Dog Fare

Why the Large Fares Poorly
at Competitive Eating Shows

It’s always the skinny ones. No matter how poised to win, or driven to dominate their opponents, with a massive whale of a body to match the hype, the winner of the infamous Nathan’s Fourth of July hot-dog eating competition​ at Coney Island, New York City, has been always a size 30-32 regular type of body. The old Coney may be gone, but the winner of this or any year could fit right into its old glorious photos.
Hell, a diminutive Japanese man won it several times, and the former champion, whose family name is a nut, no less, won it eight times straight, only to be dethroned this year by, you guessed it, a smaller-sized man. What gives? The answer scratches dangerously close on the body stereotypes some use to put others down.
But if you can forget the PC etiquette for just a minute, you may wonder why this happens, that is, if a eating competition has even the clout to reflect the alimentary habits of the society at large which surrounds it, and promotes it as some kind of Roman circus, year in and year out. For more info on the subject, check Island, Coney, New York, et al.
Wouldn’t it be that fat people have already a ‘natural’ tendency to eat more than anyone else? And I mean, the ‘minority’ ones that are fat because indeed they love food as much as anybody else but can’t quite control the moment when hunger and food satisfaction switch to something more pathological and psychologically-tilted as a five-hour late night snacking binge and such.
Wouldn’t it be logical to expect that someone with a larger body type would be able to store more food at any moment’s notice, than a smaller person? Are we too far out of our depths to be puzzled at the fact that practice should make it at least more perfect the act of consuming calories and carbons and fat and proteins at a higher rate than those not er endowed with a larger stomach? We are.

Finally, wouldn’t it be at least reasonable to expect that anyone with a taste for regularly downing a few burgers on a single sitting, along with several ounces of sugary soda, and maybe a pint or two of ice cream and cake, be somehow more capable of digesting it all at a quicker rate and, therefore, theoretically, be faster at getting ready for seconds?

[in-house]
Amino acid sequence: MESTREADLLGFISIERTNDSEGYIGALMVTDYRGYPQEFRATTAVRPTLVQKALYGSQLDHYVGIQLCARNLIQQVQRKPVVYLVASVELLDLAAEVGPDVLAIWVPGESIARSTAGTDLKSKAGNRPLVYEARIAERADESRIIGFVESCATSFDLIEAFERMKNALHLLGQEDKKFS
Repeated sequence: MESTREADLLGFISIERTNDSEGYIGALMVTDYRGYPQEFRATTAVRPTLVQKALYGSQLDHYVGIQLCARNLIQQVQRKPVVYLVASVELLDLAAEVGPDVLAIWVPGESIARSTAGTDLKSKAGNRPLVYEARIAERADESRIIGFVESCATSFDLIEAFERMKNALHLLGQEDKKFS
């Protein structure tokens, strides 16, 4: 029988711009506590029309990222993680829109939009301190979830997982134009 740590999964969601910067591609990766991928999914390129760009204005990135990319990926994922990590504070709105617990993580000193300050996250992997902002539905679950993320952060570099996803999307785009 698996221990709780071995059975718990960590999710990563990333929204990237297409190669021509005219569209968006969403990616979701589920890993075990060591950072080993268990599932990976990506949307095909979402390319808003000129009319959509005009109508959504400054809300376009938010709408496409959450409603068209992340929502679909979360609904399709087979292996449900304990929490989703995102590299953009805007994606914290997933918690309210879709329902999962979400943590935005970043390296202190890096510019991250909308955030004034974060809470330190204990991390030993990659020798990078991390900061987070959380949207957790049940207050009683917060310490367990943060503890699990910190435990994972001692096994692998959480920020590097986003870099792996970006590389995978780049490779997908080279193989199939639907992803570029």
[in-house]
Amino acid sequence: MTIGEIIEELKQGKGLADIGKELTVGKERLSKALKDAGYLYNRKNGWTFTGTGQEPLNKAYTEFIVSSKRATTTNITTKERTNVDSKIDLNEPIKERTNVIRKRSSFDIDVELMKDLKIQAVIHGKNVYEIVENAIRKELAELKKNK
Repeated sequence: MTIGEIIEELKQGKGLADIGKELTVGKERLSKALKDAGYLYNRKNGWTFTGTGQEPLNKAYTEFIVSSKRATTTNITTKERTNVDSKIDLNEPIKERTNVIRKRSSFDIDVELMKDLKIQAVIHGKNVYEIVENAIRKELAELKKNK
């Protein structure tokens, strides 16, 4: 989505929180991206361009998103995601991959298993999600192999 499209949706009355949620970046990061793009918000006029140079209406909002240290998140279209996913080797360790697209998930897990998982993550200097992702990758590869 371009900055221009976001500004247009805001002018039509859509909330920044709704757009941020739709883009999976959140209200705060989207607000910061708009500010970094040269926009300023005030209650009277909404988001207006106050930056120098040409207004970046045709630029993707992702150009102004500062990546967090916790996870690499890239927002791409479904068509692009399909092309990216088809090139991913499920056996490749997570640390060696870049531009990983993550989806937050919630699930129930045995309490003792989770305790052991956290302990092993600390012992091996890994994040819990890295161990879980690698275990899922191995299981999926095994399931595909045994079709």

Shouldn’t we be entitled to wonder that, at least for that reduced segment of fat people who do enjoy eating, or rather, eat it first, and maybe enjoy it after, and who seem capable to eat through happiness and grief at equal measures, would produce formidable professional eaters, impressing all those around them with the gargantuan amount of food that they can consume?
Well, apparently, not. As the fancy-named ‘industry’ of competitive eating has been showing, almost at the same proportion that it’s popping all over the U.S. ever more often, the large and the massive make up for poor public eaters, and that may be a clue to understand one of the factors determining the intriguing trend, for those who care to comment on it.
Every time such a primitive, brutish competition is announced, there’s always a roster of very big bodies ready to take on it, promising to those who like that sort of repulsing display, thrilling moments of chewing, face-turning, globs of food-downing, and regurgitation, not one soul has ever witnessed before. And yet, they all wind up defeated, if not deflated, by some 5’1′ kid from Brooklyn or somewhere else.
It certainly can’t be the quality of the cuisine being served. As any pop psychologist would be eager to tell you, for a moderate fee, of course, the compulsion of eating can be about pretty much anything, but it’s rarely about the food. In other words, if it’s late night, you’re alone, and are done watching infomercials and reruns, whatever is in your fridge is fair game. Let’s have another slice, please.
Neither can it be the audience. For as much as the organizers of that kind of event would love to have someone who really enjoys making an ass of him or herself for all the world to see, for a fee, of course, arguably most big eaters are closet eaters, and may not feel at ease proclaiming their obsession in front of a blood-thirsty crowd, who would be just fine if you’d choke to death for their own enjoyment.
One can safely imagine that at least a dozen selfies would be taken, if ever such a depressing moment would come into view, before anyone would think about dialing 911. Before your last breath on stage, a viral video of your final moments would certainly be already on Facebook. But let’s let that particular pack of wolves lie quietly for the moment.

Back to hot dogs, there may be a time when a respectful organization will finally come to our rescue and explain, in layman terms, why is that most winners of eating competitions are skinny people. For those bastards never seem to engorge no matter how many bums or slices or dead animals or gelatin packs they ingest at a neck and artery breaking speed.
While such a precise, well researched, and no doubt, heartily funded study is still being concocted in the back room of some animal-testing lab, all we have is the uneducated, rude, most likely anti-PC speculation being served by this post. For those to whom public displays of bodily functions, for a fee, naturally, is still a misunderstood art form, life is a string of challenging queries such as it is.
Now I must leave you: although I’ve tipped the scale at an youthful 380 pounds, I’m determined to rewrite history this year, and my name is about to be called. So prepare your cell cameras for I ride to eternity, and should be standing rightly proud at the end of this run with the envious title of World’s Supreme Competitive Eating Winner, so help me Edesia. Or lying cold on my back. Whichever is less fattening.
Read Also:
* Belly Ache
* Racy Meals

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